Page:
In 1969, the MacFadden-Bartell Corporation, New York, published a collection of short science fiction stories "Alien Earth and Other Stories" (520-00219-075), where Hamilton's 1949 "Alien Earth" was featured along with novelettes by Isaac Asimov, Robert Bloch, Ray Bradbury, Arthur C. Clarke [and others].

Marriage and collaboration[edit]

On December 31, 1946, Hamilton married fellow science fiction author and screen writer Leigh Brackett in San Gabriel, CA, and moved with her to Kinsman, Ohio. Afterward he would produce some of his best work, including his novels The Star of Life (1947), The Valley of Creation (1948), City at World's End (1951)[3] and The Haunted Stars (1960). In this more mature phase of his career, Hamilton moved away from the romantic and fantastic elements of his earlier fiction to create some unsentimental and realistic stories, such as "What's It Like Out There?" (Thrilling Wonder Stories, Dec. 1952), his single most frequently-reprinted and anthologized work.

Though Hamilton and Leigh Brackett worked side by side for a quarter-century, they rarely shared the task of authorship; their single formal collaboration, Stark and the Star Kings, would not appear in print until 2005. In the early 1960s, it has been speculated that when Brackett had temporarily abandoned SF for screenwriting, Hamilton did an uncredited revision and expansion of two early Brackett stories, "Black Amazon of Mars" and "Queen of the Martian Catacombs"—revised texts were published as the novellas People of the Talisman and The Secret of Sinharat (1964).

Edmond Hamilton died February 1977 in Lancaster, California, of complications following kidney surgery. In the year before his death Toei Animation had launched production of an anime adaptation of his Captain Future novels and Tsuburaya Productions adapted Star Wolf into a tokusatsu series; both series were aired on Japanese television in 1978. The Captain Future adaptation was later exported to Europe, winning Hamilton a new and different fan base than the one that had acclaimed him half a century before, notably in France and Germany.

Joint interviews of Brackett and Hamilton were published in Tangent (Summer 1976, by Dave Truesdale)[6] and Amazing Stories (January 1978, by Darrell Schweitzer)[3]—the latter published several months after Hamilton's death, but conducted "much earlier", Truesdale attributes to Schweitzer.[6]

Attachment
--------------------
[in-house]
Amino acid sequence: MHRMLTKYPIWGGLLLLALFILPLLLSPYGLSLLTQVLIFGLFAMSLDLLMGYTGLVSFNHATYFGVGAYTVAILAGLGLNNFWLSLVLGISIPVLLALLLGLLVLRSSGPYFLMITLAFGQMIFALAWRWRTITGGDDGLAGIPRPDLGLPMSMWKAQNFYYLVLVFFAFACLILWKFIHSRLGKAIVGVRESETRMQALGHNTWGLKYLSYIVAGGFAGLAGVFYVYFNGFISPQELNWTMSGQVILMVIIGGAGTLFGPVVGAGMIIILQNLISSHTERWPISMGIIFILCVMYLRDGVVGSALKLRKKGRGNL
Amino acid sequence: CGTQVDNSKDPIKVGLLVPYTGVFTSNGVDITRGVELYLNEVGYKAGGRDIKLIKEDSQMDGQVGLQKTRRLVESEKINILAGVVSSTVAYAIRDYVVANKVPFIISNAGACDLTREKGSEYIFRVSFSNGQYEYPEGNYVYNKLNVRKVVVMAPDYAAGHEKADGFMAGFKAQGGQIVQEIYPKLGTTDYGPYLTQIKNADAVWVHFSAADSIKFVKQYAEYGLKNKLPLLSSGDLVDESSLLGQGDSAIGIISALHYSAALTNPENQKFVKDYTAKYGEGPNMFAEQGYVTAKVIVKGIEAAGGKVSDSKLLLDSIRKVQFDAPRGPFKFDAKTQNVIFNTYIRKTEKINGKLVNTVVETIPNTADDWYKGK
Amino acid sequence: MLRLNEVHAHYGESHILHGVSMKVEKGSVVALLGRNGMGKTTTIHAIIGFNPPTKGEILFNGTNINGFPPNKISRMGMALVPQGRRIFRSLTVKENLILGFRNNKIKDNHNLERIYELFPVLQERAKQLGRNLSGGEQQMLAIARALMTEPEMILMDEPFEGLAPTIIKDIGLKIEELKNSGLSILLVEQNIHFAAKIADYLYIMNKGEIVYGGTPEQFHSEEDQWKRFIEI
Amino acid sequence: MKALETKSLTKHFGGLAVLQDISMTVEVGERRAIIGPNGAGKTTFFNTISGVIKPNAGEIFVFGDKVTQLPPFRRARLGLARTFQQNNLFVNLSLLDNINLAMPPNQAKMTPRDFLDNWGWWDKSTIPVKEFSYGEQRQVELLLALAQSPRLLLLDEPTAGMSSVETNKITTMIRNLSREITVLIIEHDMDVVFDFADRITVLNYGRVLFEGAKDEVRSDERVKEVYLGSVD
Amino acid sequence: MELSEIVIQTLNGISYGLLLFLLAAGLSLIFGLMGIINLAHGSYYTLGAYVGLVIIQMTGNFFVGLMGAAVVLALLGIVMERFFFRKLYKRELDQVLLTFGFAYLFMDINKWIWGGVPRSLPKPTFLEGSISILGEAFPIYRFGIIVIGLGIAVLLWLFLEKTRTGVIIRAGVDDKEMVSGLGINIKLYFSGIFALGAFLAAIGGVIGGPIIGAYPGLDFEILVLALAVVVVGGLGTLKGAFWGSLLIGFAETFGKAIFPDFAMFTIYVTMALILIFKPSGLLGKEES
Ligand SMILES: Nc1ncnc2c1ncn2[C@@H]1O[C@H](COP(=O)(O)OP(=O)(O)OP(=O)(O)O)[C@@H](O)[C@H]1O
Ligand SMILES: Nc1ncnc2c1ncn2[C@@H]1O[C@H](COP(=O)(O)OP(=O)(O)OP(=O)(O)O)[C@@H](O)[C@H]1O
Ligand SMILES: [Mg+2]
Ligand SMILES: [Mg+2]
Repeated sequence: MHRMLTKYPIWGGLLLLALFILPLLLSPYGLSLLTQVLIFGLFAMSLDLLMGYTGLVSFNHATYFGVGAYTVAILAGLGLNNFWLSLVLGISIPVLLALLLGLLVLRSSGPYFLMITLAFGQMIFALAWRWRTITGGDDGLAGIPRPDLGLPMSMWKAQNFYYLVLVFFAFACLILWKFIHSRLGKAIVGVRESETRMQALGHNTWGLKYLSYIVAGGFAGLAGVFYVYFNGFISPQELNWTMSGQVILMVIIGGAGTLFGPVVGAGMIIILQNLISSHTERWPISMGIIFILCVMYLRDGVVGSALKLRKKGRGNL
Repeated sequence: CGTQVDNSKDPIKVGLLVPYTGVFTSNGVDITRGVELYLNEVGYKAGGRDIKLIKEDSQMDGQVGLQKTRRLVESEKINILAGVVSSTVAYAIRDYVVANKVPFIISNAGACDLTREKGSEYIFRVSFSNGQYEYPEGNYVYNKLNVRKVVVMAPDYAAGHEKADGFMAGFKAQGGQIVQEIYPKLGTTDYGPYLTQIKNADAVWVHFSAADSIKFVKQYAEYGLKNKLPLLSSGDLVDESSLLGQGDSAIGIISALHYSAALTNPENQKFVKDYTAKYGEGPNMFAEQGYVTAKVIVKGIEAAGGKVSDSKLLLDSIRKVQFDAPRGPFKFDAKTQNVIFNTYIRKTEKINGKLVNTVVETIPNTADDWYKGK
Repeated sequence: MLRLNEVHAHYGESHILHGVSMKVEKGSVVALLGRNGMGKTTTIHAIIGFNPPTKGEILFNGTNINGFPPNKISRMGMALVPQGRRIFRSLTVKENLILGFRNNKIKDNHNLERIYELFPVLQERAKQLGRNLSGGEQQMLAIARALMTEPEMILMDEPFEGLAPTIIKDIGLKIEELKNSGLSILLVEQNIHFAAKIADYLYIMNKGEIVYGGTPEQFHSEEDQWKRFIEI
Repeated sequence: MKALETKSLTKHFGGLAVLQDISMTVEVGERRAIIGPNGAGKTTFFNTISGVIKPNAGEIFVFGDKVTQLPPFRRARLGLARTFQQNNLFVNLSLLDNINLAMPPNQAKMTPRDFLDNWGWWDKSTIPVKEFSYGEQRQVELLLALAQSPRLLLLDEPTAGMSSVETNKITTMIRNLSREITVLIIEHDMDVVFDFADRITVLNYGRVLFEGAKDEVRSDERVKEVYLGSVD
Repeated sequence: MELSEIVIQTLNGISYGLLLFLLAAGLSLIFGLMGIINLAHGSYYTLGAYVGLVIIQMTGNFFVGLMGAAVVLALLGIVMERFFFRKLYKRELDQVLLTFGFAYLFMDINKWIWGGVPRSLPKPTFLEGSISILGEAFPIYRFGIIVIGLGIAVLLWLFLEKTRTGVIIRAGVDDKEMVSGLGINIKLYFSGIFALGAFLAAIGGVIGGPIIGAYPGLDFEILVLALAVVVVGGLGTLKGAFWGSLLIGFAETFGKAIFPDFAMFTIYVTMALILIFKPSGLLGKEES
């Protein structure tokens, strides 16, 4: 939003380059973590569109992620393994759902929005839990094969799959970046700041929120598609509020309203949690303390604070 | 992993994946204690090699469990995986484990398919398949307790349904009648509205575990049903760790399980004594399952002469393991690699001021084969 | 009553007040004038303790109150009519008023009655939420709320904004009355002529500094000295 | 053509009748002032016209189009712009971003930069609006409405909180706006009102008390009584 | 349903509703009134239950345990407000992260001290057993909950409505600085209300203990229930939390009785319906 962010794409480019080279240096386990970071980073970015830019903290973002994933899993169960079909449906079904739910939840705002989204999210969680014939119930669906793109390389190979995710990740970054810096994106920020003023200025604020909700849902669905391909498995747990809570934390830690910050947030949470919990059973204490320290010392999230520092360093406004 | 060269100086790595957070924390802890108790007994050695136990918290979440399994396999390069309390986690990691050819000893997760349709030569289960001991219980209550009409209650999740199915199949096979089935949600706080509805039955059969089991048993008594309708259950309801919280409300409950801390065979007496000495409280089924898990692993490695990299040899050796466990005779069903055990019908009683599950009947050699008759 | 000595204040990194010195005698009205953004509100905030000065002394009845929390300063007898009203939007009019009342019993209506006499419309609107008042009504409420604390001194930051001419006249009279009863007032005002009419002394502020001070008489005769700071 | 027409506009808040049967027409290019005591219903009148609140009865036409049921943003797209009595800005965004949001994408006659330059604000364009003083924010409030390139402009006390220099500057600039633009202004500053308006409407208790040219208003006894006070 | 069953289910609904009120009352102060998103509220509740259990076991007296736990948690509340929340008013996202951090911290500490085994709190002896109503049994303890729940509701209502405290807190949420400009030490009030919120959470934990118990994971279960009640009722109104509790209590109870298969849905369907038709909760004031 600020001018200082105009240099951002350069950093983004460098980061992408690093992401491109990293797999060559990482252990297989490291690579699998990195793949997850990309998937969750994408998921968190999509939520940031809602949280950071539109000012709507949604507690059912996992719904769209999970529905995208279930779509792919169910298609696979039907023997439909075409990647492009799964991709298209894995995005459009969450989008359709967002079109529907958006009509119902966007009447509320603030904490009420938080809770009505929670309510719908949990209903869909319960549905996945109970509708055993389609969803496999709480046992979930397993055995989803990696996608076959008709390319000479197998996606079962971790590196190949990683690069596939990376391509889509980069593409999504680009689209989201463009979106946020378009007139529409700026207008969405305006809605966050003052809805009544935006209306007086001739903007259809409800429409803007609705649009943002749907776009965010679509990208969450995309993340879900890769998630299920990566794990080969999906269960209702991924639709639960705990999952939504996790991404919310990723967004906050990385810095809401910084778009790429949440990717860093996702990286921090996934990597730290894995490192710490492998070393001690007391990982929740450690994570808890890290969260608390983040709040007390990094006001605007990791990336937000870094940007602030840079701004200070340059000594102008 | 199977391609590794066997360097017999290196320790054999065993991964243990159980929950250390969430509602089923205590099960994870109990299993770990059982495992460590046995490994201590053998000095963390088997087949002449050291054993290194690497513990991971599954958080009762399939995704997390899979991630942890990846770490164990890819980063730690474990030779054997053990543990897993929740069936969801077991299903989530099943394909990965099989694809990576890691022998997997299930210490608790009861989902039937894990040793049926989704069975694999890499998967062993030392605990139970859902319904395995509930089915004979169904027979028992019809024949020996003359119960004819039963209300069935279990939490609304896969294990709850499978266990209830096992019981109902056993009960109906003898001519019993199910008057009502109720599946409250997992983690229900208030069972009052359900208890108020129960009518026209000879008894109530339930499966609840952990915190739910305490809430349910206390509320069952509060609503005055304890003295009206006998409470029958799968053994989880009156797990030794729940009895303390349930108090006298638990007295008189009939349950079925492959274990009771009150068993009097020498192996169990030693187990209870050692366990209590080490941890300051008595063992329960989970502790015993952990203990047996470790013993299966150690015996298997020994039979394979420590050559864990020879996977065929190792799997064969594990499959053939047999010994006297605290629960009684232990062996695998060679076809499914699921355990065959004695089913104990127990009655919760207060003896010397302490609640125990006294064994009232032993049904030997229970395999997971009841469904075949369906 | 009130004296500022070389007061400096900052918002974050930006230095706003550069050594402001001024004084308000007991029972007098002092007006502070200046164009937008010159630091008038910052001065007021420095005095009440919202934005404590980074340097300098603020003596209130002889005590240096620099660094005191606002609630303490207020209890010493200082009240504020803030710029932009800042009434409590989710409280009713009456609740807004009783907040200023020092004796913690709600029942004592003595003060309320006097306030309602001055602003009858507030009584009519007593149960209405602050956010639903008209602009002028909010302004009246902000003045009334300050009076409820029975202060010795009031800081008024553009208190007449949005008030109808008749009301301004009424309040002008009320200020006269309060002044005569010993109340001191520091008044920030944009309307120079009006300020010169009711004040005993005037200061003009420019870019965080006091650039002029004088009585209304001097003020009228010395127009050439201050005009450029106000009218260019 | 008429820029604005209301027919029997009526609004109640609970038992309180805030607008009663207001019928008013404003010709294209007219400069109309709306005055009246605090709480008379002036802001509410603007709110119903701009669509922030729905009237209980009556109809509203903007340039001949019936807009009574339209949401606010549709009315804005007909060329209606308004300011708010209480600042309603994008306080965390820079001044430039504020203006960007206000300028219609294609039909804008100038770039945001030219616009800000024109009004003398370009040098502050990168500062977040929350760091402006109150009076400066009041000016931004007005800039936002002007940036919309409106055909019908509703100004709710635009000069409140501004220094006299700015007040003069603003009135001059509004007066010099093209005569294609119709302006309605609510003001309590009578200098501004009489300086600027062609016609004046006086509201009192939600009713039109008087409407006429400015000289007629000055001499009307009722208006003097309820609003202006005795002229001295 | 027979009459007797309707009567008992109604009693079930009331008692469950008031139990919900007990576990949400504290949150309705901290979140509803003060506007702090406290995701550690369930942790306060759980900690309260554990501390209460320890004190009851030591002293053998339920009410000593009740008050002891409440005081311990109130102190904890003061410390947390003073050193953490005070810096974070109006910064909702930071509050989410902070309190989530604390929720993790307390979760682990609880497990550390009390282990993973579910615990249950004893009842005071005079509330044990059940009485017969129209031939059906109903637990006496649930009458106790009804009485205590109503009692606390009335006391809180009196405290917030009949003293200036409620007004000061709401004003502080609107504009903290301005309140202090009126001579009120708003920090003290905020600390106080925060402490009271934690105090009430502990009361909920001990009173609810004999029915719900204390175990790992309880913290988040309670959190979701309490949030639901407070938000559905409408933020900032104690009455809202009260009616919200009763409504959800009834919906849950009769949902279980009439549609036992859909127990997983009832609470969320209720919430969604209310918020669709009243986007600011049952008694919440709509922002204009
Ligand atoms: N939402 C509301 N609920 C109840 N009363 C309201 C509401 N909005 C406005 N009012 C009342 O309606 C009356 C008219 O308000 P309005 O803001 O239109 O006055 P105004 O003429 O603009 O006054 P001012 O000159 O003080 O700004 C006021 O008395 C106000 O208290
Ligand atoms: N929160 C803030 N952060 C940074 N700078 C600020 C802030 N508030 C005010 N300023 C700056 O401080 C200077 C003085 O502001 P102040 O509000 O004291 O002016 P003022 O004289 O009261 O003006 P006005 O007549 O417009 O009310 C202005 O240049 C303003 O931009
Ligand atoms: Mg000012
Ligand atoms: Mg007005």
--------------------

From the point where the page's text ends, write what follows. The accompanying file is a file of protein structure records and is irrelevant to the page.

Edmond Hamilton / Leigh Brackett Day[edit]

On July 18, 2009, Kinsman, Ohio, "celebrat[ed] Edmond Hamilton Day, honoring 'The Dean of Science Fiction' and Kinsman resident."[7]

On October 16, 2010 (Hamilton's 106th birthday), the Kinsman Historical Society and Haffner Press hosted Edmond Hamilton/Leigh Brackett Day in Kinsman, Ohio.[8]

Selected works[edit]

Captain Future[edit]

Main article: Captain Future
  1. Captain Future and the Space Emperor (1940)
  2. Calling Captain Future (1940)
  3. Captain Future's Challenge (1940)
  4. The Triumph of Captain Future (1940), reprinted as Galaxy Mission
  5. Captain Future and the Seven Space Stones (1941)
  6. Star Trail to Glory (1941)
  7. The Magician of Mars (1941)
  8. The Lost World of Time (1941)
  9. Quest Beyond the Stars (1942)
  10. Outlaws of the Moon (1942)
  11. The Comet Kings (1942)
  12. Planets in Peril (1942)
  13. The Face of the Deep (1943)
  • 15 Star of Dread (1943)
  • 16 Magic Moon (1944)
  • 18 Red Sun of Danger (1945), reprinted as Danger Planet
  • 19 Outlaw World (1946)

Volumes #14 (Worlds to Come, 1943) and #17 (Days of Creation, 1944) were written by Joseph Samachson while #20, The Solar Invasion (1946) was by Manly Wade Wellman. The main series was followed by a set of seven novelettes from 1950-1951: "The Return of Captain Future", "Children of the Sun", "The Harpers of Titan", "Pardon my Iron Nerves", "Moon of the Unforgotten", "Earthmen No More" and "Birthplace of Creation".

Interstellar Patrol[edit]

A space opera sequence based on the seminal "Crashing Suns". With the exception of "The Sun People", the stories were assembled as Crashing Suns in 1965.

  1. "Crashing Suns" (1928)
  2. "The Star-Stealers" (1929)
  3. "Within the Nebula" (1929)
  4. Outside the Universe (1929)
  5. "The Comet-Drivers" (1930)